Risperidone But Not Quetiapine Treatment Is Associated With Increased Appetite But Not Satiety Hormones in Children During An Oral Glucose Tolerance Test: A Pilot Study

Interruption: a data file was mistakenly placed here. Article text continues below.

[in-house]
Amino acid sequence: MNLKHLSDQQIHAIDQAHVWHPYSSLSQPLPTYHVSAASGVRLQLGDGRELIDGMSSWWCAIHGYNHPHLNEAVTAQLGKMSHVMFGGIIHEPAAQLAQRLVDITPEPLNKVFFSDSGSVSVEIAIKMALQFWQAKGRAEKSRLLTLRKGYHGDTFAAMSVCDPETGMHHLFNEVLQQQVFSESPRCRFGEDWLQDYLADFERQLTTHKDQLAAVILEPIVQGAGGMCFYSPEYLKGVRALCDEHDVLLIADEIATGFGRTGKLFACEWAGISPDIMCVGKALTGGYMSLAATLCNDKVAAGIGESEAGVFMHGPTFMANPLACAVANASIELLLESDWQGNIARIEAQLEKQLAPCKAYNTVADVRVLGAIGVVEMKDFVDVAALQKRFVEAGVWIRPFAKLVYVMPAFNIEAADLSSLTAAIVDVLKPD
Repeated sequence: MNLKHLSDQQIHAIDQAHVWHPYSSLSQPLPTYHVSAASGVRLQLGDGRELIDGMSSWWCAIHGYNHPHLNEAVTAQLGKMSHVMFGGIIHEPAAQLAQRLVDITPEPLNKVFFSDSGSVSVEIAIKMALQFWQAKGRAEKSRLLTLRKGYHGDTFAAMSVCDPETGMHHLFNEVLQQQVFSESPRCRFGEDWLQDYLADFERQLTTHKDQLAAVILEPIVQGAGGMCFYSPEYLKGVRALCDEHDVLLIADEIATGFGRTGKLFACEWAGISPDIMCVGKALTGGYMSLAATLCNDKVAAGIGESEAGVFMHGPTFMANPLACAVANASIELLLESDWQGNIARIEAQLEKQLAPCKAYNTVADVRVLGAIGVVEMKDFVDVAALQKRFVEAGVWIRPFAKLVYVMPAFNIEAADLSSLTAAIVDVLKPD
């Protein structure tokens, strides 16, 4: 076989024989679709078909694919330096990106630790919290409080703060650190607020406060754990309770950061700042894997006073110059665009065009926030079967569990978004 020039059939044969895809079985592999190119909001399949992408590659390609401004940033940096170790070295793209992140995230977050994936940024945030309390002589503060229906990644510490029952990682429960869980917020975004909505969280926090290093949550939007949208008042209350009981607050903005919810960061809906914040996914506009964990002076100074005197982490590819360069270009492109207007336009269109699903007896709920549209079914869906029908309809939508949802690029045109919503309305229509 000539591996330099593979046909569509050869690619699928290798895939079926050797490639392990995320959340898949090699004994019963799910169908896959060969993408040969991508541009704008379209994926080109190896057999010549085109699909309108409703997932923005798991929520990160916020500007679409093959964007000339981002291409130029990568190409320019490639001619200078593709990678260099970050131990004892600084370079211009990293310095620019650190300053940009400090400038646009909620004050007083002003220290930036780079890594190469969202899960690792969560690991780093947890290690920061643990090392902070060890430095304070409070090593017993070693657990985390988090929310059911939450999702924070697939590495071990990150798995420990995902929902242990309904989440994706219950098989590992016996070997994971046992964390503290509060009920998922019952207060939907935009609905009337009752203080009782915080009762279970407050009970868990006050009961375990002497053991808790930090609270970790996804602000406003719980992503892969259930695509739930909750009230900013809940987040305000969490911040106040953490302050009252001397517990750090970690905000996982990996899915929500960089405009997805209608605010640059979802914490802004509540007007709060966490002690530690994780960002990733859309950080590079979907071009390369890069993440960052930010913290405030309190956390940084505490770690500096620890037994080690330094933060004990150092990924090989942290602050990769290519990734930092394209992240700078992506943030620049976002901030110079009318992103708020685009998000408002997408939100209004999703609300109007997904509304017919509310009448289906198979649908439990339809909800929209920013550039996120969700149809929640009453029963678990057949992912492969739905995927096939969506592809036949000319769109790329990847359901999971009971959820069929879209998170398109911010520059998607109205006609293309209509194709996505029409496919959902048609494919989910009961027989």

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BackgroundSecond-generation antipsychotics (SGAs) are commonly used to treat children with mental health conditions (MHCs) but are associated with adverse effects including obesity, hypertension, dyslipidemia, and type 2 diabetes. The mechanisms underlying these complications are unknown, but it has been suggested that SGAs increase appetite leading to weight gain. The present objective was to perform a pilot study to investigate appetite and satiety hormones in SGA-treated (risperidone or quetiapine) and SGA-naive children with similar mental health conditions.MethodsOral glucose tolerance tests (OGTTs) were conducted in SGA-naive (n = 18), risperidone-treated (n = 20), and quetiapine-treated (n = 16) children recruited from the British Columbia Children's Hospital Psychiatry Department. Over 5 time-points during the OGTT, appetite questionnaires using a visual analogue scale were administered, and blood was collected to measure ghrelin, peptide YY, glucose-dependent insulinotropic polypeptide, glucagon-like protein 1, leptin, and adiponectin. Mixed model analyses were conducted to examine between-group differences.ResultsThe children were similar in age, psychiatric diagnosis, and global assessment of functioning scores. Body mass index z-scores were also similar between groups. Appetite was increased during the OGTT in the risperidone-treated compared with the SGA-naive group for 2 questions (“How strong is your desire to eat”; P = 0.003 and “How much food do you think you can eat”; P = 0.028). No differences in satiety hormones were observed between the 3 groups.ConclusionsRisperidone treatment in youth is associated with elevated appetite during an OGTT, with no differences in gut peptides or adipocytokines to explain risperidone's effect on appetite. Further research is needed to explore other mediators of weight gain and metabolic dysfunction in SGA-treated youth.

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